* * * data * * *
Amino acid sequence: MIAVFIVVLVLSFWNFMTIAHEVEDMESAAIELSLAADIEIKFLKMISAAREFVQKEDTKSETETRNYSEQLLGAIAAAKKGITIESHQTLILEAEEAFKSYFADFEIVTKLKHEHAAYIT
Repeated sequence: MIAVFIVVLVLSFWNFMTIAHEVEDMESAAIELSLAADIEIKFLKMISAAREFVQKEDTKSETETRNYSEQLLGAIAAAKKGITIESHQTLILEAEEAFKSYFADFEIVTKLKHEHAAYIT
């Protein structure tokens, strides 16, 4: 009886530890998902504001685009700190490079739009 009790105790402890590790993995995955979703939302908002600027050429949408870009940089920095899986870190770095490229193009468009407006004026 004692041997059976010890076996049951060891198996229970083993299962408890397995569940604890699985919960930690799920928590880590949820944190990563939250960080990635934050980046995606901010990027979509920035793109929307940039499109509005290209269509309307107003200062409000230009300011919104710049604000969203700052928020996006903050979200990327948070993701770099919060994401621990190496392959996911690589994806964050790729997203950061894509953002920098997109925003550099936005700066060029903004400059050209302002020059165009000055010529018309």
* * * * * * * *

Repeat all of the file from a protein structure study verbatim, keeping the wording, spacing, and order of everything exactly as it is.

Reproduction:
Amino acid sequence: MIAVFIVVLVLSFWNFMTIAHEVEDMESAAIELSLAADIEIKFLKMISAAREFVQKEDTKSETETRNYSEQLLGAIAAAKKGITIESHQTLILEAEEAFKSYFADFEIVTKLKHEHAAYIT
Repeated sequence: MIAVFIVVLVLSFWNFMTIAHEVEDMESAAIELSLAADIEIKFLKMISAAREFVQKEDTKSETETRNYSEQLLGAIAAAKKGITIESHQTLILEAEEAFKSYFADFEIVTKLKHEHAAYIT
């Protein structure tokens, strides 16, 4: 009886530890998902504001685009700190490079739009 009790105790402890590790993995995955979703939302908002600027050429949408870009940089920095899986870190770095490229193009468009407006004026 004692041997059976010890076996049951060891198996229970083993299962408890397995569940604890699985919960930690799920928590880590949820944190990563939250960080990635934050980046995606901010990027979509920035793109929307940039499109509005290209269509309307107003200062409000230009300011919104710049604000969203700052928020996006903050979200990327948070993701770099919060994401621990190496392959996911690589994806964050790729997203950061894509953002920098997109925003550099936005700066060029903004400059050209302002020059165009000055010529018309």